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Kayaking near icebergs in Newfoundland.

Darryl Leniuk for The Globe and Mail

What's the deal?

Get up close to an iceberg.

Where's it at?

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Each year, about 40,000 icebergs calve off the glaciers of western Greenland, but only a few hundred make it as far south as Newfoundland. The best time to spot them is in the early summer months, when they ghost the Rock's northeast coast. An average berg is about the size of a 15-storey building, with seven-eights of it below the surface. The contrast of these impossibly white behemoths against the tenebrous North Atlantic is jaw-dropping and a huge attraction for nature photographers. But when cruising by icebergs, bigger boats aren't always better . The best way to appreciate their brilliance and grandeur is from a sea kayak.

Book a trip with Coastal Adventures (coastaladventures.com) and paddle the bergs near the town of Twillingate. You'll see myriad shapes, textures and shades of blue and realize you're bobbing beside a hunk of 15,000-year-old glacier. But don't get too close; they're highly unstable, and known to roll over and break up without warning. Your guide will suss out a safe distance and all you will need to worry about is getting the right exposure on your camera.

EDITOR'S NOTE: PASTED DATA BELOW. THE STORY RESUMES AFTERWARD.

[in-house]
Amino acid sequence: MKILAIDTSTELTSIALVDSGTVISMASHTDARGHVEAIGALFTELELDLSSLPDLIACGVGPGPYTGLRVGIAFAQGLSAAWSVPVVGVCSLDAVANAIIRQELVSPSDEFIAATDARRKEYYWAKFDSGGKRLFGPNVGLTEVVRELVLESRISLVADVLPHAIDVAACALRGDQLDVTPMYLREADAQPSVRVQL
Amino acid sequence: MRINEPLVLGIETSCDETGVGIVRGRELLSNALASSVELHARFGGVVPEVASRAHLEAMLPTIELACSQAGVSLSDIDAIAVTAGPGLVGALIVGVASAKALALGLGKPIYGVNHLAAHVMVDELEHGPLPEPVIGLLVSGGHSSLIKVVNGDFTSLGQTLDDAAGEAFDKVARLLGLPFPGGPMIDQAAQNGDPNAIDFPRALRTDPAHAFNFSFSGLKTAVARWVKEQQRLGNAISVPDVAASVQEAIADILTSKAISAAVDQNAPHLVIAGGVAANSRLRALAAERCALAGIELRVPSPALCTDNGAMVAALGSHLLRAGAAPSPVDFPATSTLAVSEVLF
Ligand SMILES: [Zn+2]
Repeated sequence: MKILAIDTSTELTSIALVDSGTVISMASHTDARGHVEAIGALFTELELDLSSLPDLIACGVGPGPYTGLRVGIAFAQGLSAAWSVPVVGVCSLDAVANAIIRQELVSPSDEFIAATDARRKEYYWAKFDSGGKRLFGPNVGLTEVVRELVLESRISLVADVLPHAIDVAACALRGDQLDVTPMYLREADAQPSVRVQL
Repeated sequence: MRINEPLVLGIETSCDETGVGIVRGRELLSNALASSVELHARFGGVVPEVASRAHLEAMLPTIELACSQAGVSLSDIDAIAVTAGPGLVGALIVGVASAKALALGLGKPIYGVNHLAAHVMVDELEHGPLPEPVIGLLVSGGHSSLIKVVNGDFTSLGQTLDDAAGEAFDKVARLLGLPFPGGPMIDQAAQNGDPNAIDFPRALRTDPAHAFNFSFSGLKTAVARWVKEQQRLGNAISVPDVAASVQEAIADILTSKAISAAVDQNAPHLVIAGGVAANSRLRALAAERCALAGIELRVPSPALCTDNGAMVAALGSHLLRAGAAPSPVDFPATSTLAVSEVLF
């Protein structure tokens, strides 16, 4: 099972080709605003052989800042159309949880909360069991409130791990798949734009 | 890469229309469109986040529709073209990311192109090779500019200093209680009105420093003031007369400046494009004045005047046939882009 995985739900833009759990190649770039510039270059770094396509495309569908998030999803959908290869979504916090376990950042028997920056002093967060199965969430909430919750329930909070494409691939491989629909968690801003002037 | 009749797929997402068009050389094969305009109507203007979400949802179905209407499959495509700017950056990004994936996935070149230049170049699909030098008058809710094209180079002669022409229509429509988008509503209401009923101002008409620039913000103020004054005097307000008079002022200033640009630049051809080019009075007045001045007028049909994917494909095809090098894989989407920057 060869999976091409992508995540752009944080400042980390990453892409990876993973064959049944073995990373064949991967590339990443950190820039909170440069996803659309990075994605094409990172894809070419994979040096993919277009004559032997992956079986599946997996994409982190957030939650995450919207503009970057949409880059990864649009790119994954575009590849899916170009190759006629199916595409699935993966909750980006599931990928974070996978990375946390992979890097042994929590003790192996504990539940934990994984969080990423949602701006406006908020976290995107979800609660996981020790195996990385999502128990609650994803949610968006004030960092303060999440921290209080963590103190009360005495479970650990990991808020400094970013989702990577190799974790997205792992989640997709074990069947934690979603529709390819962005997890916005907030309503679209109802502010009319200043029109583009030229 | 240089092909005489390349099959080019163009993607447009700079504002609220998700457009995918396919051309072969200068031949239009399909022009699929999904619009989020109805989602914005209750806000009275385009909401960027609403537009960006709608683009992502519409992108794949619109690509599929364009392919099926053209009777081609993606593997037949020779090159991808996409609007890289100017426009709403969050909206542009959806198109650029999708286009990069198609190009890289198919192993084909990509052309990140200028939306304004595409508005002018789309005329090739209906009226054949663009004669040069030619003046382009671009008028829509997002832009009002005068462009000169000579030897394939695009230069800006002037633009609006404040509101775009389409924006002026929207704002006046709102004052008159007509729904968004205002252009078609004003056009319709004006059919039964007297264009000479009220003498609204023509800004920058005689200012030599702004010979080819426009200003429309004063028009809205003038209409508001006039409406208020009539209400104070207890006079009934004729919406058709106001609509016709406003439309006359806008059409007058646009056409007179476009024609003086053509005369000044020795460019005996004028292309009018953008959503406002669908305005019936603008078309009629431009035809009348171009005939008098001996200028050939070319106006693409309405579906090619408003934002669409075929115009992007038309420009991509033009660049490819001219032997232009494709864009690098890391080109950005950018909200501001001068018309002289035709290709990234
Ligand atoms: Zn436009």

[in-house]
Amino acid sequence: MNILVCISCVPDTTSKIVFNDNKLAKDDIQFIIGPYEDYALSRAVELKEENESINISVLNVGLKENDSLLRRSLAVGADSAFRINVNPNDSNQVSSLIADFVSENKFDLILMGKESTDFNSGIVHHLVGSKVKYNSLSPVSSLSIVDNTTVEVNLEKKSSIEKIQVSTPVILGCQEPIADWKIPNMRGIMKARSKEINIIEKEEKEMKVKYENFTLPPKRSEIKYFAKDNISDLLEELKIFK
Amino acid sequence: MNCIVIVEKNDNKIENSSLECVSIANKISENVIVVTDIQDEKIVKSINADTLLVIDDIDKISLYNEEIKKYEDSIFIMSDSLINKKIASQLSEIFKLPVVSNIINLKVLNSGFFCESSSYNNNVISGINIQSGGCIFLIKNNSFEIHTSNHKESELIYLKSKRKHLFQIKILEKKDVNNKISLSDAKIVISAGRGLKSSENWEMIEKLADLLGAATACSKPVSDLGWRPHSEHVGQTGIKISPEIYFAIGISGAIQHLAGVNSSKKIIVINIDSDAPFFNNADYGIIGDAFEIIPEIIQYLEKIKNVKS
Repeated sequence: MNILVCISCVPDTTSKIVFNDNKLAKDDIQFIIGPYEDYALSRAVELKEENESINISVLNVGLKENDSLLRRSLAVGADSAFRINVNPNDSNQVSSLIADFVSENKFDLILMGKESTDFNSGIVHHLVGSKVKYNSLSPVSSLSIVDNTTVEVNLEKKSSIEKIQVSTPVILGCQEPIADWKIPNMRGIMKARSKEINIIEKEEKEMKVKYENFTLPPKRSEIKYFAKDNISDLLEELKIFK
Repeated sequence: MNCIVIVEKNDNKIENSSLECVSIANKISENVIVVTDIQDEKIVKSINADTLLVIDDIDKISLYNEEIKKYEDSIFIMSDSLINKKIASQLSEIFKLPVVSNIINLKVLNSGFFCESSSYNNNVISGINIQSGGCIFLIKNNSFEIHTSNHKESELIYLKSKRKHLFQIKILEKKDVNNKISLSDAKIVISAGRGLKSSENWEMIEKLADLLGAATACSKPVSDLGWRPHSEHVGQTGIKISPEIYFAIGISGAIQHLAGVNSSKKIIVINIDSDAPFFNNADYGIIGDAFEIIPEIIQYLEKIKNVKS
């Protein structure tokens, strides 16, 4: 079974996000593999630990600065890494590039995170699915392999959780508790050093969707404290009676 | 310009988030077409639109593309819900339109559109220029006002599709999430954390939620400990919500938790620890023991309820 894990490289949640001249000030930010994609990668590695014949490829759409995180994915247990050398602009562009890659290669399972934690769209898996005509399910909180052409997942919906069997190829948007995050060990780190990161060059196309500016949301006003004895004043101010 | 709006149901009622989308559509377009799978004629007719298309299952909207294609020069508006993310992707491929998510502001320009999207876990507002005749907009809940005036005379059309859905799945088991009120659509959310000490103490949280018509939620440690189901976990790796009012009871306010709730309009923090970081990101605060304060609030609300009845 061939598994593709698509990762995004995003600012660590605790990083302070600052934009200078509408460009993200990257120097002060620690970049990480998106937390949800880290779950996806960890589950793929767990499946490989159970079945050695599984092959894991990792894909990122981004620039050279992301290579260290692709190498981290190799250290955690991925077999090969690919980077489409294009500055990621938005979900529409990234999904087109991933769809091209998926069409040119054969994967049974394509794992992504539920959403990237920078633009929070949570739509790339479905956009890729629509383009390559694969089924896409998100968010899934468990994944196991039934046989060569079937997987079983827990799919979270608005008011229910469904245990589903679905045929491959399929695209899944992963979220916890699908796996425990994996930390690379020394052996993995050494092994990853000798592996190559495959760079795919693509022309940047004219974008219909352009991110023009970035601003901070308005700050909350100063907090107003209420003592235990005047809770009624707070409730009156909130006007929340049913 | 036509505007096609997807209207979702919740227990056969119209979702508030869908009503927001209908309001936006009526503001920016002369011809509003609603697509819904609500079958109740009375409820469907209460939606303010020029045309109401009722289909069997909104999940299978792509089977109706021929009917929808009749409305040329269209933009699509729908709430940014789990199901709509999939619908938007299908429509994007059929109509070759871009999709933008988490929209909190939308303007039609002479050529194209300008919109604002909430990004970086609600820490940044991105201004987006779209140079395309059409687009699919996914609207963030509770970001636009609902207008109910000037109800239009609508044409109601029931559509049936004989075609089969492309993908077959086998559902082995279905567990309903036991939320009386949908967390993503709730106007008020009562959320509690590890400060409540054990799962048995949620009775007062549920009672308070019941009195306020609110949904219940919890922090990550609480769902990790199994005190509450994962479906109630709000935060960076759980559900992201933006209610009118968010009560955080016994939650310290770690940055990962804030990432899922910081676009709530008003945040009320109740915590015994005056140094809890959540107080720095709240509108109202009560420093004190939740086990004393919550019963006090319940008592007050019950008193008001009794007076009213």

Who's it for?

Those who like getting close to big icebergs in little boats. Coastal Adventures seven-day Twillingate Sea Kayaking trip runs July 4 to11 and costs $1,995.

Special to The Globe and Mail

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